Question

Prove that f(x)=x*cos(1/x) is continuous at x=0.

please give detailed proof. i guess we can use squeeze
theorem.

Answer #1

(i) Use the Intermediate Value Theorem to prove that there is a
number c such that 0 < c < 1 and cos (sqrt c) = e^c- 2.
(ii) Let f be any continuous function with domain [0; 1] such
that 0smaller than and equal to f(x) smaller than and equal to 1
for all x in the domain. Use the Intermediate Value Theorem to
explain why there must be a number c in [0; 1] such that f(c)
=c

Let a > 0 and f be continuous on [-a, a]. Suppose that f'(x)
exists and f'(x)<= 1 for all x2 ㅌ (-a, a). If f(a) = a and f(-a)
=-a. Show that f(0) = 0.
Hint: Consider the two cases f(0) < 0 and f(0) > 0. Use
mean value theorem to prove that these are impossible cases.

Prove that {n^3} does not converge to any number.
please give me detailed proof, thanks

Prove or give a counterexample: If f is continuous on R and
differentiable on R∖{0} with limx→0 f′(x) = L, then f is
differentiable on R.

Is
the function continuous on (-infinity, infinity)? Explain.
f(x) = cos x; if x<0
0; if x= 0
1-x^2 ; if x>0

Use the Mean Value Theorem and the fact that for f(x) = cos(x),
f′(x) = −sin(x), to prove that, for x, y ∈ R,
| cos x − cos y| ≤ |x − y|.

Prove that if f(x) is a continuous function and f(x) is not zero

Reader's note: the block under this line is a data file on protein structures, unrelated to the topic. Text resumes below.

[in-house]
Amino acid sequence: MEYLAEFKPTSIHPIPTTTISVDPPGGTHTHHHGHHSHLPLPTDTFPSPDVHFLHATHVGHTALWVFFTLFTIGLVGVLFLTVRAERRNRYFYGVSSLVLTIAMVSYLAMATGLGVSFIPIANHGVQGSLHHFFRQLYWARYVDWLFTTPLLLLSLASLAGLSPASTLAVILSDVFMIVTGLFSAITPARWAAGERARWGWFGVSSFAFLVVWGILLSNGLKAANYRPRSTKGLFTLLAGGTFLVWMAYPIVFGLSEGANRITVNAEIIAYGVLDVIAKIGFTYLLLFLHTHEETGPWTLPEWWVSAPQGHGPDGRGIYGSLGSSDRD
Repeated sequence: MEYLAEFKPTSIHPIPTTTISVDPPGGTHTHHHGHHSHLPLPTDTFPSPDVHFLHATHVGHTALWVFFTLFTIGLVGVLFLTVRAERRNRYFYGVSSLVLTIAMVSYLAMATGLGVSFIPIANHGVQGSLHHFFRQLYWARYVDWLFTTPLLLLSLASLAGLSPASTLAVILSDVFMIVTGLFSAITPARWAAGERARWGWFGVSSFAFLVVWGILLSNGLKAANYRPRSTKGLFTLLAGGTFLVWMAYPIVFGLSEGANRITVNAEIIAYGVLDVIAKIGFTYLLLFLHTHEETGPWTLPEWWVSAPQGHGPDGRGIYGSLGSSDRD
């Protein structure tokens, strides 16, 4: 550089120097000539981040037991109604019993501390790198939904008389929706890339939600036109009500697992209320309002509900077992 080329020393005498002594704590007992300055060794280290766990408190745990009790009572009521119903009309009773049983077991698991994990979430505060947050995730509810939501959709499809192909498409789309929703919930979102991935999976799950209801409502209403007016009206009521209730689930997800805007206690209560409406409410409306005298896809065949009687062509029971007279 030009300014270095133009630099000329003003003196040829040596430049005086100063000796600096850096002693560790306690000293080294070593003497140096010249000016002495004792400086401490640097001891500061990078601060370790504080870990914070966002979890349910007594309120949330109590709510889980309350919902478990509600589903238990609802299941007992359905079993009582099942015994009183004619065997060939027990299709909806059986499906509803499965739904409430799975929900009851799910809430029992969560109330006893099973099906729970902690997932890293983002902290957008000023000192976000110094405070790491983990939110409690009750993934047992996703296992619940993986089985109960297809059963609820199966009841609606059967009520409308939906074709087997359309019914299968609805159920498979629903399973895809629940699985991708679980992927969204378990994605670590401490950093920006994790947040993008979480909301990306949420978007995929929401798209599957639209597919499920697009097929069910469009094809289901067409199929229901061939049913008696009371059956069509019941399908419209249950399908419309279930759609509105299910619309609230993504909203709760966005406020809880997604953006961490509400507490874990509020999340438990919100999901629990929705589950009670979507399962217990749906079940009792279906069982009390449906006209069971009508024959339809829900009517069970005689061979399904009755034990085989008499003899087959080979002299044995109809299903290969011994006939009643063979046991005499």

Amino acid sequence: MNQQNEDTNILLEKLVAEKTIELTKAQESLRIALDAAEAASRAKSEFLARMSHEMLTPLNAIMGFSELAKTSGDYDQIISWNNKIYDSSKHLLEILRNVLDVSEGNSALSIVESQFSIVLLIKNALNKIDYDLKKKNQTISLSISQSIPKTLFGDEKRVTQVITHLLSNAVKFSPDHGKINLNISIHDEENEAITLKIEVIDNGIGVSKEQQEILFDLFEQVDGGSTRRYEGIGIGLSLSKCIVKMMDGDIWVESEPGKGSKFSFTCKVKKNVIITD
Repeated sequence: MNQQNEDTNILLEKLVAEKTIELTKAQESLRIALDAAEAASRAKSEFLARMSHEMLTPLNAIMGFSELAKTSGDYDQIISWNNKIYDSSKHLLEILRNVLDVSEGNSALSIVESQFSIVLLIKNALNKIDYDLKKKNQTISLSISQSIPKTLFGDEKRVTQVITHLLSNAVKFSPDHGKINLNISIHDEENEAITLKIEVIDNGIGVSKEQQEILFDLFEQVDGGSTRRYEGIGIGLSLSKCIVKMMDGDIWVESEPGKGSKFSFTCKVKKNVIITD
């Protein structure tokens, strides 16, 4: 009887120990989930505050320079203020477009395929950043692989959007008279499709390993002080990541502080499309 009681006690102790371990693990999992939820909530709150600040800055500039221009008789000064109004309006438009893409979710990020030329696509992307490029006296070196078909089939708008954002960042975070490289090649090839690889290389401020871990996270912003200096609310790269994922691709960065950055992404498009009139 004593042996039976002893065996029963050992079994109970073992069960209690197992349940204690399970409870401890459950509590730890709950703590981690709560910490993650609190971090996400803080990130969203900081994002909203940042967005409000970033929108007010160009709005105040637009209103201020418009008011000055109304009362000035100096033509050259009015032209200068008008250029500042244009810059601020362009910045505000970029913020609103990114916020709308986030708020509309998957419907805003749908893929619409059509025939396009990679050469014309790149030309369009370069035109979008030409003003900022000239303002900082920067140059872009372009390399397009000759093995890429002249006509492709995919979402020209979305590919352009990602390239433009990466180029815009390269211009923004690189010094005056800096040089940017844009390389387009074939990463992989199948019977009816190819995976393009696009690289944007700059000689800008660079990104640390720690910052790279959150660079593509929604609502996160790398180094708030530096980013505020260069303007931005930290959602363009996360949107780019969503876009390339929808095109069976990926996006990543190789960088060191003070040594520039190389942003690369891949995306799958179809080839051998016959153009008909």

then g(x) = 1/f(x) is a continuous function.
Use the epsilon-delta definition of continuity and please
overexplain and check your work before answering.

Prove or give a counter example: If f is continuous on R and
differentiable on R ∖ { 0 } with lim x → 0 f ′ ( x ) = L , then f
is differentiable on R .

Suppose that X is continuous random variable with PDF f(x) and
CDF F(x). (a) Prove that if f(x) > 0 only on a single (possibly
infinite) interval of the real numbers then F(x) is a strictly
increasing function of x over that interval. [Hint: Try proof by
contradiction]. (b) Under the conditions described in part (a),
find and identify the distribution of Y = F(x).

. Let f and g : [0, 1] → R be continuous, and assume f(x) = g(x)
for all x < 1. Does this imply that f(1) = g(1)? Provide a proof
or a counterexample.

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